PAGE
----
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Your iPhone Photos Could Be Permanently Deleted on July 26—How to Save Them

The upcoming change might wipe some of your device's images if you're not careful.

The old saying goes that the best camera is the one you happen to have with you. These days, this adage certainly applies to the smartphones in our pockets, which are always within reach whenever you need to take a few snaps. But if you're concerned about keeping your special digital memories intact, you might want to take note—Apple just announced that some of your iPhone photos could be permanently deleted on July 26 if you're not careful. Read on to learn how you can save them from getting wiped out.

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Apple is discontinuing an iPhone feature that could put your photos at risk.

iphone cellphone camera

Your digital picture archives have the built-in benefit of always being on hand when you want to show them off or peruse them. But according to Apple, a set of upcoming changes might mean that some of your iPhone photos could get deleted in a few weeks if you're not careful.

The tech giant recently announced that it would be permanently winding down the My Photo Stream feature on July 26, which has been offered as a free form of cloud storage for pictures taken on Apple devices since 2011. The temporary safe-keeping space was intended to make it easy for users to access photos taken on their devices across their other gadgets, such as iPads, laptops, desktop computers, and Apple TVs by storing up to 1,000 image files for 30 days, according to Mashable.

Certain people could see their latest images wiped if they're not careful.

Person confused by Her Phone

Even though there's still time to act, Apple has already begun the process of winding down the free service. The company says that it already stopped uploading new images to My Photo Stream on June 26 as part of the transition. That means anyone who hasn't backed up their image library elsewhere after deleting them from their iPhone—or perhaps has recently changed devices and hasn't updated their settings—could see a lapse.

"Any photos uploaded to the service before [June 26] will remain in iCloud for 30 days from the date of upload and will be available to any of your devices where My Photo Stream is currently enabled," Apple wrote in its notice. "By July 26, 2023, there will be no photos remaining in My Photo Stream, and the service will be shut down."

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Here's how to ensure your iPhone photos are stored safely amid the coming changes.

using iphone 11
Kicking Studio / Shutterstock

Fortunately, the upcoming changes won't wipe any of your images off your phone or other devices—even if they're not backed up elsewhere.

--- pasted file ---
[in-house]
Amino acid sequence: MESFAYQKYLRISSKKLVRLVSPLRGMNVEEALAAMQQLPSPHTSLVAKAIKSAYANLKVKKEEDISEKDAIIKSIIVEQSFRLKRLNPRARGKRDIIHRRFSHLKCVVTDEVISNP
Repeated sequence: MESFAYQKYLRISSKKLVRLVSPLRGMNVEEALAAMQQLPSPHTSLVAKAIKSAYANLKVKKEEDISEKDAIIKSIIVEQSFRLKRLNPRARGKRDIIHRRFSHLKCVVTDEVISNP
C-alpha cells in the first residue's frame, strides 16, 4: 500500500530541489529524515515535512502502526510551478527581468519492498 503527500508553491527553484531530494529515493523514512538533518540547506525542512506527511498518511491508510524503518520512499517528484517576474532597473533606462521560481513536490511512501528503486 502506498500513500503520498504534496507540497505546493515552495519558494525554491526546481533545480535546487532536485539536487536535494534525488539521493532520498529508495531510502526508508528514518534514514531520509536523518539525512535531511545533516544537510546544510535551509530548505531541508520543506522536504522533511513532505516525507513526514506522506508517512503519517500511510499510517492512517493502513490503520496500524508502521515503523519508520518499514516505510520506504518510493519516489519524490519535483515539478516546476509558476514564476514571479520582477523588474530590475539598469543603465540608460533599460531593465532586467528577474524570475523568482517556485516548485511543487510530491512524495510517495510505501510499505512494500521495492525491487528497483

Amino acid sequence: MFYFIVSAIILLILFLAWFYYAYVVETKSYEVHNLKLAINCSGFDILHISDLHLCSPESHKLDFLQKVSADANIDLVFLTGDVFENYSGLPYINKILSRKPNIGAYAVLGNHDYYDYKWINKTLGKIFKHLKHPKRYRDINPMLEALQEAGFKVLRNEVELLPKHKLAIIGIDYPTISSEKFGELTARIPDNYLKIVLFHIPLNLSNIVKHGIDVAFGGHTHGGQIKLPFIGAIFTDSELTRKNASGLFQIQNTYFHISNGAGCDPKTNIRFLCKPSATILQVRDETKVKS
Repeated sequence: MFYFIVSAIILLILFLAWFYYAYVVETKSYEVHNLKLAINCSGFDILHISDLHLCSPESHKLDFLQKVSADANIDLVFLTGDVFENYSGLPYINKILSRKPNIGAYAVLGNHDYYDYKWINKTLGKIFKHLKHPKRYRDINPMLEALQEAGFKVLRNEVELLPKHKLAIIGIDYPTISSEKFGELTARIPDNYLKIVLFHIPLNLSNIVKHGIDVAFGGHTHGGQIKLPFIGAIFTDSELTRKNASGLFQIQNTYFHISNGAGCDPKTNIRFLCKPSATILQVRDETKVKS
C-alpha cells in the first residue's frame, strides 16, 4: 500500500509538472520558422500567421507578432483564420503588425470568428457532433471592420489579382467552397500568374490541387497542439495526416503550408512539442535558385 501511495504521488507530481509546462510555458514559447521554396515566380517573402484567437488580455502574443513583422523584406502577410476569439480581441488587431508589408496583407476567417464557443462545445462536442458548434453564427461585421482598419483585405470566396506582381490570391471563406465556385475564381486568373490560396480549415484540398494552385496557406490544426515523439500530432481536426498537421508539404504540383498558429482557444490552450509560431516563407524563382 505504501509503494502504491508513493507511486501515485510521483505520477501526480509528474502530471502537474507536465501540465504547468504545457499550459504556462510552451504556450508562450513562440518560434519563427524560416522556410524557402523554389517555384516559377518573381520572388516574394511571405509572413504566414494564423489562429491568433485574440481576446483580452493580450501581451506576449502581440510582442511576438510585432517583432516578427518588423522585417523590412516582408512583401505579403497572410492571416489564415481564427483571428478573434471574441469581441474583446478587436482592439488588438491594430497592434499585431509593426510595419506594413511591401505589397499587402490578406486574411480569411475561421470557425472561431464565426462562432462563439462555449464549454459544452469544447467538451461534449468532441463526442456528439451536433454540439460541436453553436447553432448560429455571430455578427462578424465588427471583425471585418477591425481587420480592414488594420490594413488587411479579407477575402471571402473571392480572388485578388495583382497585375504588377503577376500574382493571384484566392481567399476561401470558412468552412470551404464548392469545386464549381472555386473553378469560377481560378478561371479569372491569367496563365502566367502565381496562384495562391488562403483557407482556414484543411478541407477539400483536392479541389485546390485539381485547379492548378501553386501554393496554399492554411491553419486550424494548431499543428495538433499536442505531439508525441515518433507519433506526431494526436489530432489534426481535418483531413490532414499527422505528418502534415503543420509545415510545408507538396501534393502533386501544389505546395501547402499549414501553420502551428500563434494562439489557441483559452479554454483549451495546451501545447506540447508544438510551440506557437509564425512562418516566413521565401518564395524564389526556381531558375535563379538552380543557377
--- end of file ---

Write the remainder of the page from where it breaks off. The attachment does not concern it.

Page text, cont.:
"The photos in My Photo Stream are already stored on at least one of your devices, so as long as you have the device with your originals, you won't lose any photos as part of this process," Apple explains in its service notice. "If a photo you want isn't already in your library on a particular iPhone, iPad, or Mac, make sure that you save it to your library on that device."

To check which iPhone photos are in your stream and save any images at risk of disappearing, open the Photos app and tap the "Albums" button. From there, tap "My Photo Stream" and then the "Select" option before choosing which images you want to save before pressing the "Share" button and selecting "Save Image" to stash them on your device.

You can also enable other settings to safeguard your pictures automatically.

A young woman using her iPhone while riding a bike through the city

Of course, users who already back up their devices' pictures using Apple's iCloud digital storage service won't have to worry about safeguarding their photos. The company said that users with the popular feature enabled "don't need to do anything else" as their images are already stored remotely, calling it "the best way to keep the photos and videos you take up to date across all your devices and safely stored" moving forward.

Anyone looking to activate iCloud storage on their devices can do so by going to Settings, clicking on their name, and then tapping iCloud to see if the feature is switched "on" next to photos on their devices. Users get five gigabytes of storage space for their pictures and can then opt to increase it for a fee, 9to5Mac reports.

While the changes might seem inconvenient for some users looking to shore up precious hard drive space on their iPhone or iPad, switching to iCloud has some noted benefits. According to 9to5Mac, My Photo Stream never saved high-quality versions of photos at their full resolution and only worked with certain file formats.

If you're both on a tight budget and low on digital storage space, experts also point out there are other options for stashing your images. Services such as Amazon provide unlimited free photo storage to Prime members, while Google offers 15 gigabytes of space free of charge, according to TikTok user Sarah Adekola, per The New York Post.

Zachary Mack
Zach is a freelance writer specializing in beer, wine, food, spirits, and travel. He is based in Manhattan. Read more
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